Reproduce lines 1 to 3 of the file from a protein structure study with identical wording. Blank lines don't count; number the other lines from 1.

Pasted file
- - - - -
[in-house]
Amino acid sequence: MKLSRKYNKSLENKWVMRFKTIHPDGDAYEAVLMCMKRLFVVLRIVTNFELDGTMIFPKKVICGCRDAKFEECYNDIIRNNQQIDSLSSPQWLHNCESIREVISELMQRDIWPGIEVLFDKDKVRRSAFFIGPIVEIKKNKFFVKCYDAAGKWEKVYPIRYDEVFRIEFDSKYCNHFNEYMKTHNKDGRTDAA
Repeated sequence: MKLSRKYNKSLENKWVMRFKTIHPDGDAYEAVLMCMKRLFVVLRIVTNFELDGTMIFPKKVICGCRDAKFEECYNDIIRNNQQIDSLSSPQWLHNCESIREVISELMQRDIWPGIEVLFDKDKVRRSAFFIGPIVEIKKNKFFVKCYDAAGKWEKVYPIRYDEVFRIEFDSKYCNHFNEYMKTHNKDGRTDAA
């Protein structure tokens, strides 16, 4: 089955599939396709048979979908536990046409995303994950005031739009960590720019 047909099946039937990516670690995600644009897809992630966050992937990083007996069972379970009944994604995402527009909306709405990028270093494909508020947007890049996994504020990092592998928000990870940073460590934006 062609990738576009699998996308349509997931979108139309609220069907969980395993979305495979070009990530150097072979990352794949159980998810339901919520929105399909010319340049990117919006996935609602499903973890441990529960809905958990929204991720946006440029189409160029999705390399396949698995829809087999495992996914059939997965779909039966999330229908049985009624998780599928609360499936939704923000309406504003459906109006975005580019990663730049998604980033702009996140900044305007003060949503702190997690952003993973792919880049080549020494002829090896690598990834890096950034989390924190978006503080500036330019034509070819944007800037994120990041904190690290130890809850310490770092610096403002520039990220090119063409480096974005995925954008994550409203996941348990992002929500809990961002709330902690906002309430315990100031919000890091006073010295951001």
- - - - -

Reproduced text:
[in-house]
Amino acid sequence: MKLSRKYNKSLENKWVMRFKTIHPDGDAYEAVLMCMKRLFVVLRIVTNFELDGTMIFPKKVICGCRDAKFEECYNDIIRNNQQIDSLSSPQWLHNCESIREVISELMQRDIWPGIEVLFDKDKVRRSAFFIGPIVEIKKNKFFVKCYDAAGKWEKVYPIRYDEVFRIEFDSKYCNHFNEYMKTHNKDGRTDAA
Repeated sequence: MKLSRKYNKSLENKWVMRFKTIHPDGDAYEAVLMCMKRLFVVLRIVTNFELDGTMIFPKKVICGCRDAKFEECYNDIIRNNQQIDSLSSPQWLHNCESIREVISELMQRDIWPGIEVLFDKDKVRRSAFFIGPIVEIKKNKFFVKCYDAAGKWEKVYPIRYDEVFRIEFDSKYCNHFNEYMKTHNKDGRTDAA